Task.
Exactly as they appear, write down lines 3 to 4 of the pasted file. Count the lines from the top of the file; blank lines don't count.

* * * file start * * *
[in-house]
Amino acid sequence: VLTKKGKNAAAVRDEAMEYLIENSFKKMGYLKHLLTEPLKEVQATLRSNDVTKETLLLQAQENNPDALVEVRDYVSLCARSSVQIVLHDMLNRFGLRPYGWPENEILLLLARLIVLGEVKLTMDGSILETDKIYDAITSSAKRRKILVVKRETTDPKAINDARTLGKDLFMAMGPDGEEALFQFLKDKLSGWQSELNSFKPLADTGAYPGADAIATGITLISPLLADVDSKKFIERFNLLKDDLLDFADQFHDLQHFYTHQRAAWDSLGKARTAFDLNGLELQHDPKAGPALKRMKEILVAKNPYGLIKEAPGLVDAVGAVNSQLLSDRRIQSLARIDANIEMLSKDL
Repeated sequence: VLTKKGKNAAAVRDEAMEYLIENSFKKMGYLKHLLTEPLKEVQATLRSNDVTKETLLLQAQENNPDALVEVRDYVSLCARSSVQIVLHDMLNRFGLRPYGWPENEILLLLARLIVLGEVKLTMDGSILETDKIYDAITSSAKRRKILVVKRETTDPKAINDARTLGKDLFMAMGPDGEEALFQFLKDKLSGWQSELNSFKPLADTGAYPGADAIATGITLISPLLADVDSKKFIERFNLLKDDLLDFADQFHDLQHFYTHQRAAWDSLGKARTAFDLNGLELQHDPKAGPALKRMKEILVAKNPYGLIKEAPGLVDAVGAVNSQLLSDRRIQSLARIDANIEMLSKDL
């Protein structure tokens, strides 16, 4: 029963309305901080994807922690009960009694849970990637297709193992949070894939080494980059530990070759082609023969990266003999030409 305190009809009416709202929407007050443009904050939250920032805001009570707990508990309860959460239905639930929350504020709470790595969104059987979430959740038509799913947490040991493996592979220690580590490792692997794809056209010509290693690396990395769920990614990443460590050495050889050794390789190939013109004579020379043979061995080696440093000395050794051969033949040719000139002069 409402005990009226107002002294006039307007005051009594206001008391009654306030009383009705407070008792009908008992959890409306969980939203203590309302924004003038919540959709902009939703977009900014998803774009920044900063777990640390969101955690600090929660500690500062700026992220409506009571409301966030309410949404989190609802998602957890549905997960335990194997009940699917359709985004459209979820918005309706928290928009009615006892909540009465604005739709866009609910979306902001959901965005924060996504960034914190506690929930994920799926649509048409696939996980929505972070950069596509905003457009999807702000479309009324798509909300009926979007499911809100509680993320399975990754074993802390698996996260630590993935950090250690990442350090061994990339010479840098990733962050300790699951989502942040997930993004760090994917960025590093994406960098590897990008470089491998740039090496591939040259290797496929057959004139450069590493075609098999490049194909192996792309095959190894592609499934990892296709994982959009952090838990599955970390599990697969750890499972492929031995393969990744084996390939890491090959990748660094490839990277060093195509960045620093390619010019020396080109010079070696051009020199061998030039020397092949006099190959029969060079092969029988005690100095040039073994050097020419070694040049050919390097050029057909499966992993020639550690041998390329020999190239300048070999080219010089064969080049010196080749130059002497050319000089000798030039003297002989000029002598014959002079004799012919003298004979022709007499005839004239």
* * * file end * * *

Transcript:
Repeated sequence: VLTKKGKNAAAVRDEAMEYLIENSFKKMGYLKHLLTEPLKEVQATLRSNDVTKETLLLQAQENNPDALVEVRDYVSLCARSSVQIVLHDMLNRFGLRPYGWPENEILLLLARLIVLGEVKLTMDGSILETDKIYDAITSSAKRRKILVVKRETTDPKAINDARTLGKDLFMAMGPDGEEALFQFLKDKLSGWQSELNSFKPLADTGAYPGADAIATGITLISPLLADVDSKKFIERFNLLKDDLLDFADQFHDLQHFYTHQRAAWDSLGKARTAFDLNGLELQHDPKAGPALKRMKEILVAKNPYGLIKEAPGLVDAVGAVNSQLLSDRRIQSLARIDANIEMLSKDL
């Protein structure tokens, strides 16, 4: 029963309305901080994807922690009960009694849970990637297709193992949070894939080494980059530990070759082609023969990266003999030409 305190009809009416709202929407007050443009904050939250920032805001009570707990508990309860959460239905639930929350504020709470790595969104059987979430959740038509799913947490040991493996592979220690580590490792692997794809056209010509290693690396990395769920990614990443460590050495050889050794390789190939013109004579020379043979061995080696440093000395050794051969033949040719000139002069 409402005990009226107002002294006039307007005051009594206001008391009654306030009383009705407070008792009908008992959890409306969980939203203590309302924004003038919540959709902009939703977009900014998803774009920044900063777990640390969101955690600090929660500690500062700026992220409506009571409301966030309410949404989190609802998602957890549905997960335990194997009940699917359709985004459209979820918005309706928290928009009615006892909540009465604005739709866009609910979306902001959901965005924060996504960034914190506690929930994920799926649509048409696939996980929505972070950069596509905003457009999807702000479309009324798509909300009926979007499911809100509680993320399975990754074993802390698996996260630590993935950090250690990442350090061994990339010479840098990733962050300790699951989502942040997930993004760090994917960025590093994406960098590897990008470089491998740039090496591939040259290797496929057959004139450069590493075609098999490049194909192996792309095959190894592609499934990892296709994982959009952090838990599955970390599990697969750890499972492929031995393969990744084996390939890491090959990748660094490839990277060093195509960045620093390619010019020396080109010079070696051009020199061998030039020397092949006099190959029969060079092969029988005690100095040039073994050097020419070694040049050919390097050029057909499966992993020639550690041998390329020999190239300048070999080219010089064969080049010196080749130059002497050319000089000798030039003297002989000029002598014959002079004799012919003298004979022709007499005839004239």